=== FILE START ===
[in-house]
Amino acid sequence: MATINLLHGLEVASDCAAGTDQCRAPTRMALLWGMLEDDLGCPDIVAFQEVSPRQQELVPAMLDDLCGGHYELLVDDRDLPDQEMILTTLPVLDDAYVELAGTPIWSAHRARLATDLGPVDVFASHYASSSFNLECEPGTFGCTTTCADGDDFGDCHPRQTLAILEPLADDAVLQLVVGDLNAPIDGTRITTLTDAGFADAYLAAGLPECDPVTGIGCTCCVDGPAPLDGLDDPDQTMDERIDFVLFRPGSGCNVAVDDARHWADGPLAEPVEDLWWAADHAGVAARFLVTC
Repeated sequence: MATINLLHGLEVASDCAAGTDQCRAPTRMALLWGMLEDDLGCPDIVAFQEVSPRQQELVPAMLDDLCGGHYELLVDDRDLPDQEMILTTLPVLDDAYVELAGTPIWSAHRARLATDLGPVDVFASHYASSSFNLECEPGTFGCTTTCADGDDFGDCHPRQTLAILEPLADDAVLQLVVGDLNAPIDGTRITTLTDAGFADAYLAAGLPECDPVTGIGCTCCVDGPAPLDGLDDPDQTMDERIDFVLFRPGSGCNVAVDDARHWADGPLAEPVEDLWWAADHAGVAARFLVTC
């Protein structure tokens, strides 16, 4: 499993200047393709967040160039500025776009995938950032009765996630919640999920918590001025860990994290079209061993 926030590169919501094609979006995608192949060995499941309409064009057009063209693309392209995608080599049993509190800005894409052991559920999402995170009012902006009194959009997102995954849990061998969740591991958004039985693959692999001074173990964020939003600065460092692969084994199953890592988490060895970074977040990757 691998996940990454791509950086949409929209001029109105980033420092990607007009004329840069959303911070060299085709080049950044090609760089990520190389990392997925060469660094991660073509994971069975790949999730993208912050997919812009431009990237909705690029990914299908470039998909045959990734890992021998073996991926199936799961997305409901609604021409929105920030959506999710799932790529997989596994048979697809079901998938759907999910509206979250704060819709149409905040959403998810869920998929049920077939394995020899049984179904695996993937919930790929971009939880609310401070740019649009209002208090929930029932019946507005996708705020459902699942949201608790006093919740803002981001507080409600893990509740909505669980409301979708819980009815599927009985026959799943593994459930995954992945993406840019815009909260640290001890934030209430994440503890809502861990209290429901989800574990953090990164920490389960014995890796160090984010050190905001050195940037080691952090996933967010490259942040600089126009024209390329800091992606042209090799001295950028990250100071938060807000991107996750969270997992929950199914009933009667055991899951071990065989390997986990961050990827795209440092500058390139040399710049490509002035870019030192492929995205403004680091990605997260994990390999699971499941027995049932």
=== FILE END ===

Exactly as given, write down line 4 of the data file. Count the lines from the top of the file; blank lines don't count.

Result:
């Protein structure tokens, strides 16, 4: 499993200047393709967040160039500025776009995938950032009765996630919640999920918590001025860990994290079209061993 926030590169919501094609979006995608192949060995499941309409064009057009063209693309392209995608080599049993509190800005894409052991559920999402995170009012902006009194959009997102995954849990061998969740591991958004039985693959692999001074173990964020939003600065460092692969084994199953890592988490060895970074977040990757 691998996940990454791509950086949409929209001029109105980033420092990607007009004329840069959303911070060299085709080049950044090609760089990520190389990392997925060469660094991660073509994971069975790949999730993208912050997919812009431009990237909705690029990914299908470039998909045959990734890992021998073996991926199936799961997305409901609604021409929105920030959506999710799932790529997989596994048979697809079901998938759907999910509206979250704060819709149409905040959403998810869920998929049920077939394995020899049984179904695996993937919930790929971009939880609310401070740019649009209002208090929930029932019946507005996708705020459902699942949201608790006093919740803002981001507080409600893990509740909505669980409301979708819980009815599927009985026959799943593994459930995954992945993406840019815009909260640290001890934030209430994440503890809502861990209290429901989800574990953090990164920490389960014995890796160090984010050190905001050195940037080691952090996933967010490259942040600089126009024209390329800091992606042209090799001295950028990250100071938060807000991107996750969270997992929950199914009933009667055991899951071990065989390997986990961050990827795209440092500058390139040399710049490509002035870019030192492929995205403004680091990605997260994990390999699971499941027995049932």